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17 Sep 2018

Transcript:   AMA President, Dr Tony Bartone, SKY News, with Ashleigh Gillon, Monday, 17 September 2018.

Subject:   Aged Care, Pill Testing.

ASHLEIGH GILLON:   Back home now, and more on this decision to call a Royal Commission into the country’s aged care sector. Let’s bring in live from Melbourne, Tony Bartone, he is the President of the Australian Medical Association. Appreciate your time, Dr Bartone. We’ve seen report after report highlighting the problems in aged care, does a lot of the solution come down to Federal funding? Are we simply not spending enough money to provide quality staffing in these facilities?

TONY BARTONE:   Good morning, Ashleigh, and thank you. Look, the funding issue is a very central and very crucial issue in this whole discussion, but there are many other things: resourcing, labour force, labour availability of trained nursing staff and the list goes on. So, the Taskforce, the inquiries that we’ve had up to now have all demonstrated that it’s a multi-faceted and multi-pronged approach that is required to try and deal with the impending issues, the impending crisis that we’re hearing, and why the motivation behind the Royal Commission being announced.

ASHLEIGH GILLON:   Are you backing this push we’ve seen for mandatory staffing ratios like we see in child care centres?

TONY BARTONE:   Rather than specifically mandating a specific number of staff, what we’re saying is: let’s look at what the evidence and what the research is telling us. We know that it’s inadequately resourced at the moment; the number of staff, of trained staff, is too few to go around, especially in 24-hour availability aspects. So, we need to be clear that we need to increase the numbers, and we’ll work with the other stakeholders to try and ensure that the right number are adequately positioned into the solutions.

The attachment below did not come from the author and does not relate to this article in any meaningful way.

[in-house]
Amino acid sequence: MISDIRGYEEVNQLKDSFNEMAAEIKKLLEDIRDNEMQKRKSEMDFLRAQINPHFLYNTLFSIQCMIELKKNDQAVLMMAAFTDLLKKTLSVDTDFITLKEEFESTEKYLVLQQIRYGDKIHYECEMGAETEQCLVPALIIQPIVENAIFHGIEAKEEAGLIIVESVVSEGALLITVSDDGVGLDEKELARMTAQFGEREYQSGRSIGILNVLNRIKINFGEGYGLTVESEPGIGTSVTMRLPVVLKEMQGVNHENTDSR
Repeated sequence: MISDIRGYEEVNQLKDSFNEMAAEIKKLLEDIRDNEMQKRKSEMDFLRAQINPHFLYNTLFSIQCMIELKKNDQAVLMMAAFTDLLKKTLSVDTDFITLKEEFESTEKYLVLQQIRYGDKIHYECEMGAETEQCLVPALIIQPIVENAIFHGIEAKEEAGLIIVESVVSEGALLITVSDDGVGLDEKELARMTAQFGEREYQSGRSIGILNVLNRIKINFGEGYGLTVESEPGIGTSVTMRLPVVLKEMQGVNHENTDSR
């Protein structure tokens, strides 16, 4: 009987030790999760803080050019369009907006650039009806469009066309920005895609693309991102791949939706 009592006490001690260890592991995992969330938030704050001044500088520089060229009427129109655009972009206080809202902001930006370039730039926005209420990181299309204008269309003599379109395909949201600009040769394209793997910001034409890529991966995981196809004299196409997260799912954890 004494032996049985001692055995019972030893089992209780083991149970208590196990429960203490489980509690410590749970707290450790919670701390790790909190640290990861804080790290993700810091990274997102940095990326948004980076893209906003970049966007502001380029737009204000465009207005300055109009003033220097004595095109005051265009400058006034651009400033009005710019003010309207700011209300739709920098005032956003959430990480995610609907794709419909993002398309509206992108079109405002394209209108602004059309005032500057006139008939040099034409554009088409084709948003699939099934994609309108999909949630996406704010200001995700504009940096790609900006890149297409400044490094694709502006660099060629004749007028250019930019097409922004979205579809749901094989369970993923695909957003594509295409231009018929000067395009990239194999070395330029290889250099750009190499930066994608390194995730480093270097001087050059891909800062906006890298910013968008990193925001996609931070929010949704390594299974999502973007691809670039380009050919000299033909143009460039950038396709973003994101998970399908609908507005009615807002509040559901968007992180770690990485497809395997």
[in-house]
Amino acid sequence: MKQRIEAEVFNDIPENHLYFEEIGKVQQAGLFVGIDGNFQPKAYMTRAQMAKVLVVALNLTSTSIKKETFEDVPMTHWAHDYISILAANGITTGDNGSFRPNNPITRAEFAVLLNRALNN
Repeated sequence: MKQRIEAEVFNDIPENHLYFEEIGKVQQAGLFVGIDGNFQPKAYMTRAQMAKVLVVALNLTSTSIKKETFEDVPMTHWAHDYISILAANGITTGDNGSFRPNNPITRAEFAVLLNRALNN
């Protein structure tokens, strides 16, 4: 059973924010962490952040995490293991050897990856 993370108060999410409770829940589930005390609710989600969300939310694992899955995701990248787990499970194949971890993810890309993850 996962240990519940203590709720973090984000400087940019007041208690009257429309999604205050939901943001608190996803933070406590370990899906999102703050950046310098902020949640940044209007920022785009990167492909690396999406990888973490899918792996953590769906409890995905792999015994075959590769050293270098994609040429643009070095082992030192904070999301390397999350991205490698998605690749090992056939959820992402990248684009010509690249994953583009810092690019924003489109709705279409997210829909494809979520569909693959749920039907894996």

ASHLEIGH GILLON:   You have pointed out that many residents can’t access nursing care after hours without making the journey into an emergency department. That, obviously, adds substantially to the cost burden of our health system. Are you arguing that all care facilities should be forced to offer 24-hour medical care; do you think that would go quite a way to reduce the pressure on the system overall?

TONY BARTONE:   What we know is that if you have a coordinated approach to the provision of care inside the aged care facilities, you can minimise the number of out of hours or emergency visits to hospital. If you’ve got everything from telemedicine to having regular medical officers visiting those patients in those facilities, and having the coordination, having trained staff at the same time, with the right amount of resourcing, you’ll significantly reduce the number of ambulance transfers; that is a very expensive imposition on the system. And we can then use those funds to better provide for the care in terms of everything inside aged care facilities, but also in the number of aged care home packages; which is significantly short at the moment, and part of the solution to keeping Australians out of aged care facilities.

ASHLEIGH GILLON:   Dr Bartone, we’ve seen some more alarming news for many older Australians today, coming in the form of a major study that’s found that an aspirin a day will not prevent a heart attack, but is likely to increase risks of bleeding in older people. How have we got it so wrong, about aspirin, for so long?